The jump from 13 percent in 2012 might be attributable to the fact that the survey was conducted ¬†shortly after the Boston Bombings, which has led to citizens being more willing to sacrifice rights for safety. A comparable but even larger jump in percentage happened after September 11.
Young people are more willing to agree that the First Amendment goes too far; 47 percent of those surveyed between the ages of 18 and 30 think so — a percentage which steadily decreases as the age bracket increases. Only 23 percent of people 60+ agree. Minorities are also more likely to agree that the First Amendment goes too far.
The study also revealed freedom of speech was considered the most important freedom by people (47 percent). Next was freedom of religion (10 percent), freedom of choice (7 percent), the right to vote (5 percent), and the right to bear arms (5 percent). Surprisingly, though the ‚??right to life, liberty and the pursuit of happiness‚?Ě is often quoted in speeches and movies, only 3% of people found this to be the most important American freedom, just above the 1 percent who favored freedom of the press.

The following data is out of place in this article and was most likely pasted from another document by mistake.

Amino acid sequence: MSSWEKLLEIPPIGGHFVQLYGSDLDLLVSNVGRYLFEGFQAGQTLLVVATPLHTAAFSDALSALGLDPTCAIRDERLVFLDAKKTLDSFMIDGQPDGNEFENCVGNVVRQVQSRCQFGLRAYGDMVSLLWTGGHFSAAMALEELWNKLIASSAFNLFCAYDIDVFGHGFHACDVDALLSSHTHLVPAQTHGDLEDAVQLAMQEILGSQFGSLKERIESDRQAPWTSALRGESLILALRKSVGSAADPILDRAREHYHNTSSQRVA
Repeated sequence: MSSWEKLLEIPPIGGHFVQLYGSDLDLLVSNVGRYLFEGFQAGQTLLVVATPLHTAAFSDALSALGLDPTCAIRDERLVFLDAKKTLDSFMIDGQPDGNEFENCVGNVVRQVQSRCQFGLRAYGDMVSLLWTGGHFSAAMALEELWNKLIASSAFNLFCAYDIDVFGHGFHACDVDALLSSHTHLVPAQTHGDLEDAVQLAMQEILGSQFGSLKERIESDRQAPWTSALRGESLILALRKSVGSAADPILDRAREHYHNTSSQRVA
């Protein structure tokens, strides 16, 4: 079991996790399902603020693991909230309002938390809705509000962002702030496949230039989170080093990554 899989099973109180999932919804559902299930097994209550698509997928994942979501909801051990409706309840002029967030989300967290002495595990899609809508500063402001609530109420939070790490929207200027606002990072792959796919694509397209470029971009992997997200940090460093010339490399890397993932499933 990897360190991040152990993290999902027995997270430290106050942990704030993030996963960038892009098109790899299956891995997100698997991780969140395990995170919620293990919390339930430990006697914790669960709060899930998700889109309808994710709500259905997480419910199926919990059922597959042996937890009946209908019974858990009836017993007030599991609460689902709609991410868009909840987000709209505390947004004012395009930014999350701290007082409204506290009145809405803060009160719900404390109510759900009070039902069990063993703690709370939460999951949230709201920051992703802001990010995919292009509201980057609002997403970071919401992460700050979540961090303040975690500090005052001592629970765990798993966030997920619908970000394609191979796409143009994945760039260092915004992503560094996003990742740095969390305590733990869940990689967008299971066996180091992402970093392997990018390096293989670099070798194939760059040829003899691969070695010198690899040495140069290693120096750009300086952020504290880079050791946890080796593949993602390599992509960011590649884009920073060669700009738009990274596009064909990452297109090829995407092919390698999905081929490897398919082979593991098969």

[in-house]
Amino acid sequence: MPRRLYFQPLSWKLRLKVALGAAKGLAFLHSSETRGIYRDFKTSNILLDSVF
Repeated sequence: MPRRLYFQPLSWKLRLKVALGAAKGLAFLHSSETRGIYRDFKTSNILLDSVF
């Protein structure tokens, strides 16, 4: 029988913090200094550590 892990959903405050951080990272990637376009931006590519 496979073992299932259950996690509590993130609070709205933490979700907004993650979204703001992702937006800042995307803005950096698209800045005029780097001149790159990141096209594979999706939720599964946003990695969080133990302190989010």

While 75 percent of Americans believed high school students should have the ability to exercise these guaranteed rights, 23 percent disagreed, perhaps on the basis that high school students aren‚??t mature enough to use them responsibly.
Read the full survey results for statistics on music, media, religion, and gay marriage.
Caroline Mahony is an editorial intern with Human Events.